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House bill promotes career education
Legislative update
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The 2012 legislative session continues to move forward as legislation and committee meetings increase.
After being in session for four days last week, the General Assembly now has completed nine of the 40 legislative session days.
On Jan. 25, the Senate joined the House of Representatives for a joint session to hear Carol Hunstein, the chief justice of the Supreme Court of Georgia, deliver the State of the Judiciary address.
On the other days of session, members of the Legislature spent the majority of their time attending committee meetings and voting on legislation, both in committee and on the House floor.
Jan. 26 was Chatham County Day at the Capitol. I look forward to it every session as people from our community come to Atlanta and represent our county. Elected officials and citizens came to the Capitol and heard remarks from the local delegation, as well as Gov. Nathan Deal.
As our days and time spent in Atlanta at the Capitol increase, legislation is quickly making the journey through the legislative process.
To refresh the procedure of the bill process in the House of Representatives, here is a brief overview.
All legislation in the House must be read three times before it goes to the House floor for debate and possible passage.
Once legislation is drafted and introduced by a member of the House, it is sent to a House committee (or subcommittee), where the details of the bill are addressed.
It is during these committee meetings that the legislation is debated and discussed with fellow committee members, including pros and cons and implications.
If the bill survives the committee process, it goes to the House floor for debate, amendments, substitutions and possible passage. If passed, the legislation goes through a similar process in the Senate.
The House voted on several bills last week that have made their way through the House committee process.
Several local pieces of legislation were passed, but one local bill specifically affected only our district.
I sponsored House Bill 709, which relates to the Bryan County Board of Education. This legislation passed unanimously and was required to establish new districts approved unanimously by our local officials based on the 2010 Census data.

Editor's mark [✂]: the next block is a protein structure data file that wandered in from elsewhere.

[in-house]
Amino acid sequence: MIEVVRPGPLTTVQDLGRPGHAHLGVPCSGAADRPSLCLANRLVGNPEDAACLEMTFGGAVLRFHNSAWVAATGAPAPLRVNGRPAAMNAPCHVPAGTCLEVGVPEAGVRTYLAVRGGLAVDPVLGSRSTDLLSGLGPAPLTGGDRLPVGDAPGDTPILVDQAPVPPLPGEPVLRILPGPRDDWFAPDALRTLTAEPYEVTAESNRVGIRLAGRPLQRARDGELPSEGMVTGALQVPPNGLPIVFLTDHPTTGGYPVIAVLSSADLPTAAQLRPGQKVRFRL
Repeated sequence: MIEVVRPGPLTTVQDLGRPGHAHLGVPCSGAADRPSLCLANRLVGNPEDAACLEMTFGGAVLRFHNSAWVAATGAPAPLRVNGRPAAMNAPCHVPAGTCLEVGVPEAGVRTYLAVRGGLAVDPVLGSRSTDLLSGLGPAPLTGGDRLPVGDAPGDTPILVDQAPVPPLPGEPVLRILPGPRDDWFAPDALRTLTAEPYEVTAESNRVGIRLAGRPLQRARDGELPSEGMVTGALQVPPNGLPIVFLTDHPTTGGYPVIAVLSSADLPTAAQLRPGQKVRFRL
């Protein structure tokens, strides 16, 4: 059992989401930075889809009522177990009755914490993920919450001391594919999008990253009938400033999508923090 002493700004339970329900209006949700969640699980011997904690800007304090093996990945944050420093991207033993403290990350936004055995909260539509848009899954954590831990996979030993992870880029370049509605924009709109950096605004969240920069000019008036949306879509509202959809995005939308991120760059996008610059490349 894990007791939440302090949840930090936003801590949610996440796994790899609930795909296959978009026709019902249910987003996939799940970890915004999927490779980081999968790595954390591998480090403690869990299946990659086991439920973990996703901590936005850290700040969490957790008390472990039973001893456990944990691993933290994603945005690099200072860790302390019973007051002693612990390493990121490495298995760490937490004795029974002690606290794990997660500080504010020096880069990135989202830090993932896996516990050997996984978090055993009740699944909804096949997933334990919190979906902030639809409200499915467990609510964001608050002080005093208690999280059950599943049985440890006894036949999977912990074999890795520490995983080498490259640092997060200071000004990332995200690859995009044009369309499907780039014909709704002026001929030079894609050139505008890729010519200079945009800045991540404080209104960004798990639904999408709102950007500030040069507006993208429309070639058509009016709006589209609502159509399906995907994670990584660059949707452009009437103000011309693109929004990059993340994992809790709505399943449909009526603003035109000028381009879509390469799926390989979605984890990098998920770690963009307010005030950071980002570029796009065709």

On Jan. 23, the House passed the Adjournment Resolution (House Resolution 1140), which set our schedule for the remaining days of session throughout the next month.
On Jan. 24, House Bill 424, which relates to death benefits under the Superior Court Clerks’ Retirement fund, passed 165-4.
Currently, the law only pay would the death benefit to a member’s beneficiary if the member dies in service. However, this legislation would extend the benefit to include any member that dies who is active or retired.
House Bill 683 passed 150-20 and would allow an authorized officer or employee of a business to respond to a garnishment request instead of requiring that only a lawyer be able to respond to the request.
House Bill 713, which passed 162-1, would make minor changes to the Quality Basic Education Act (House Bill 186) and would delay the implementation of some of the college and career readiness initiatives until the 2013-14 school year.
In addition, the legislation also would establish a program of career education study in kindergarten through 12th grade.
The goal is to allow students to explore various career opportunities throughout their educational experience.
On Jan. 25, House Bill 351 passed 137-6. This legislation would change current fines/fees collected by the probate court or state court from the current rate, which is based on a scale, to a flat rate of $3 for each criminal or quasi-criminal case. This makes the process more efficient and easier to determine.
The General Assembly continued its work Monday at the Capitol for the 10th legislative day of session. I will continue to keep all of you informed throughout the 2012 legislative session. Please feel free to contact me with any questions, ideas, thoughts or concerns. It is both an honor and privilege to continue serving you in the Georgia General Assembly.

If you would like to reach me, call me at 404-656-5099, write me at State Rep. Ron Stephens, 226 CAP, state Capitol, Atlanta, Ga., 30334, or email me at

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